Exposure to light in the womb is essential for unborn babies to develop healthy eyes, according to new research.
Eyes depend on light to see, and a new study on mice found that the eyes also need light for healthy development during pregnancy.
Scientists say that the finding, published in the journal Nature, offers a new basic understanding of fetal eye development and eye diseases caused by vascular disorders such as retinopathy of prematurity (ROP) that can blind premature infants.
"This fundamentally changes our understanding of how the retina develops," study co-author Richard Lang, a researcher in the Division of Pediatric Ophthalmology at Cincinnati Children's Hospital Medical Center said in a statement.
"We have identified a light-response pathway that controls the number of retinal neurons," Lang added. "This has downstream effects on developing vasculature in the eye and is important because several major eye diseases are vascular diseases."
Scientists explained that because several stages of eye development occur after birth, it was always assumed that the role light played in the development of the eye would also happen only after birth.
After experimenting on mouse models, researchers from the Cincinnati Children's Hospital Medical Center and the University of California, San Francisco, found that the activation of the newly described light-response pathway happens during pregnancy to activate the developmental process that produces a healthy eye. More specifically, researchers say that it is important for a sufficient number of photons to enter the mother's body by the late stages of pregnancy.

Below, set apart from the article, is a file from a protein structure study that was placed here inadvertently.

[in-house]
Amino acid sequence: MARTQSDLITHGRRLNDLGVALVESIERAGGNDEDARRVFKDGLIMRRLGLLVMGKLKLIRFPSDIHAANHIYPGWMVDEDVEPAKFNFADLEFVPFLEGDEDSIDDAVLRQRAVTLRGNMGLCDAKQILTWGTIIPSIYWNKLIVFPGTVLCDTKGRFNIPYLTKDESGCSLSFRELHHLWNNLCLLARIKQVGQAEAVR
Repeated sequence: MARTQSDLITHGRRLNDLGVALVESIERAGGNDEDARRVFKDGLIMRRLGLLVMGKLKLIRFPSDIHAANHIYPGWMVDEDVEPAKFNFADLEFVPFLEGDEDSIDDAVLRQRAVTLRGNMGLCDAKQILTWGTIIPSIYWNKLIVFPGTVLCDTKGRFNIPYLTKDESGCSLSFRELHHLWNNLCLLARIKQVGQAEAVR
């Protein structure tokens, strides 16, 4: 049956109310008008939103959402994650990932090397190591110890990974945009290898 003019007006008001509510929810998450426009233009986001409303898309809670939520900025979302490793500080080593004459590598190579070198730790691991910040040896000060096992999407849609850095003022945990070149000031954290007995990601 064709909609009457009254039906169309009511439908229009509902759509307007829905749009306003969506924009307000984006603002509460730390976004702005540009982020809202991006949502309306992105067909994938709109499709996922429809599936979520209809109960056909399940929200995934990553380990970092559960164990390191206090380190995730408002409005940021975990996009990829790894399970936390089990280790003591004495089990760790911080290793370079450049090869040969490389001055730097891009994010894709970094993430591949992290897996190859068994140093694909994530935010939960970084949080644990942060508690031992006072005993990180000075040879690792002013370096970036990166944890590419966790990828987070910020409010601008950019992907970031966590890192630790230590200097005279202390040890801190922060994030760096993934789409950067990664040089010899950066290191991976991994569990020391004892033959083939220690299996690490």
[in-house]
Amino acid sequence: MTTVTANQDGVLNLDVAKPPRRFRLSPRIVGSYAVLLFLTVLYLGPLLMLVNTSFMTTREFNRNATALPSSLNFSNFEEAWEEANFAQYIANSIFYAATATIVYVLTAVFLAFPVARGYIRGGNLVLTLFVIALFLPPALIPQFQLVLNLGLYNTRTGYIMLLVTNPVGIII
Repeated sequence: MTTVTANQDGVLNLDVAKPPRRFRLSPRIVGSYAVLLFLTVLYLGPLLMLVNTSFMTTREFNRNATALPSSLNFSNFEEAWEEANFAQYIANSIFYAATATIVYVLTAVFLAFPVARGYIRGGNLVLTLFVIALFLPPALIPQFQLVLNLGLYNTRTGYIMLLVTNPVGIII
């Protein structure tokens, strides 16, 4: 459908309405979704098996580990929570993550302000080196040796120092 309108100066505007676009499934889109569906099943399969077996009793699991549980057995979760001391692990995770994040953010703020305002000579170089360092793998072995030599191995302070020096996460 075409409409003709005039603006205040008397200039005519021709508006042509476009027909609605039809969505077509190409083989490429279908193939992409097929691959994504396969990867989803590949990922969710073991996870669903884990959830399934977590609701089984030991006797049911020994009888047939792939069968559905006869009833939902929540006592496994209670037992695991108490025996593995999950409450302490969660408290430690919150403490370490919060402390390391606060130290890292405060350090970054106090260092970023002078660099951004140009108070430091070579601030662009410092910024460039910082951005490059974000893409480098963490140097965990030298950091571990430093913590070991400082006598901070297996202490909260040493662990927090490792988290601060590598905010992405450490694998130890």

The study found that photons of light activate a protein called melanopsin directly in the fetus to help trigger normal development of blood vessels and retinal neurons in the eye.
Researchers explain that one purpose of the light-response pathway is to hold back the number of blood vessels that form in the retina. Researchers explain that while these vessels are critical to retinal neurons, which need large amounts of oxygen to form and to function, when they grow unchecked, retinopathy of prematurity can occur. The continued expansion of blood vessels in the eye would then put extreme pressure on the developing eye, and in extreme cases could lead to severe damage and blindness.
To study the specific components and function of the light-response pathway, researchers conducted several experiments on laboratory mice.
Researchers found that mice reared under dark conditions from late gestation and those with a mutated opsin gene that produces melanopsin, an essential protein in eye development, showed evidence of overgrowth of hyaloid vessels and abnormal retinal vascular growth.
Researchers explained that the unchecked growth of blood vessels was driven by the protein vascular endothelial growth factor called Vegfa. However, when the light response pathway was properly engaged, it controlled Vegfa to help prevent promiscuous vascular growth.
Researchers said that the latest findings could apply to people because the melanopsin protein is present in both mice and humans during pregnancy.
Scientists are now studying how the light-response pathway might affect the risk of retinopathy of prematurity in pre-term infants as well as other eye diseases.